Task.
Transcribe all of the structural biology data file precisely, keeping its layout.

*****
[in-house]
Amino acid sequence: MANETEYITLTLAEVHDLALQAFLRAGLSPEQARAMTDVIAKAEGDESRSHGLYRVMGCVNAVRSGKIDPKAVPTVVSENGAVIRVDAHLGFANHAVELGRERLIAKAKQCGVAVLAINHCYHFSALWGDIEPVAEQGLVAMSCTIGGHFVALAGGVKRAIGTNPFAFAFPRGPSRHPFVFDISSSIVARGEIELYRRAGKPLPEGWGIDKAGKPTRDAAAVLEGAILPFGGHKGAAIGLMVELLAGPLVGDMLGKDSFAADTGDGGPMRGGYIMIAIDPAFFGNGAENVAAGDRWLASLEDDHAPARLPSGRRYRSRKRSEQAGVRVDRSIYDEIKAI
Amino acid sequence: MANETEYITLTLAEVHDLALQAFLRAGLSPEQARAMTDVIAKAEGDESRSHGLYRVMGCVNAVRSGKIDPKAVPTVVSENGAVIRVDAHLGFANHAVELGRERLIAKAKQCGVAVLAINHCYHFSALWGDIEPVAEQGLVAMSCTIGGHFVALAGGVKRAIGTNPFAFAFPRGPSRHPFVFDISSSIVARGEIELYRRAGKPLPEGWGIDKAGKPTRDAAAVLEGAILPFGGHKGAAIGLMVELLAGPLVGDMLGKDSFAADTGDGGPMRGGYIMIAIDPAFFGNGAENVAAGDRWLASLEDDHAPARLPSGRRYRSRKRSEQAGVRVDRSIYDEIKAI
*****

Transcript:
[in-house]
Amino acid sequence: MANETEYITLTLAEVHDLALQAFLRAGLSPEQARAMTDVIAKAEGDESRSHGLYRVMGCVNAVRSGKIDPKAVPTVVSENGAVIRVDAHLGFANHAVELGRERLIAKAKQCGVAVLAINHCYHFSALWGDIEPVAEQGLVAMSCTIGGHFVALAGGVKRAIGTNPFAFAFPRGPSRHPFVFDISSSIVARGEIELYRRAGKPLPEGWGIDKAGKPTRDAAAVLEGAILPFGGHKGAAIGLMVELLAGPLVGDMLGKDSFAADTGDGGPMRGGYIMIAIDPAFFGNGAENVAAGDRWLASLEDDHAPARLPSGRRYRSRKRSEQAGVRVDRSIYDEIKAI
Amino acid sequence: MANETEYITLTLAEVHDLALQAFLRAGLSPEQARAMTDVIAKAEGDESRSHGLYRVMGCVNAVRSGKIDPKAVPTVVSENGAVIRVDAHLGFANHAVELGRERLIAKAKQCGVAVLAINHCYHFSALWGDIEPVAEQGLVAMSCTIGGHFVALAGGVKRAIGTNPFAFAFPRGPSRHPFVFDISSSIVARGEIELYRRAGKPLPEGWGIDKAGKPTRDAAAVLEGAILPFGGHKGAAIGLMVELLAGPLVGDMLGKDSFAADTGDGGPMRGGYIMIAIDPAFFGNGAENVAAGDRWLASLEDDHAPARLPSGRRYRSRKRSEQAGVRVDRSIYDEIKAI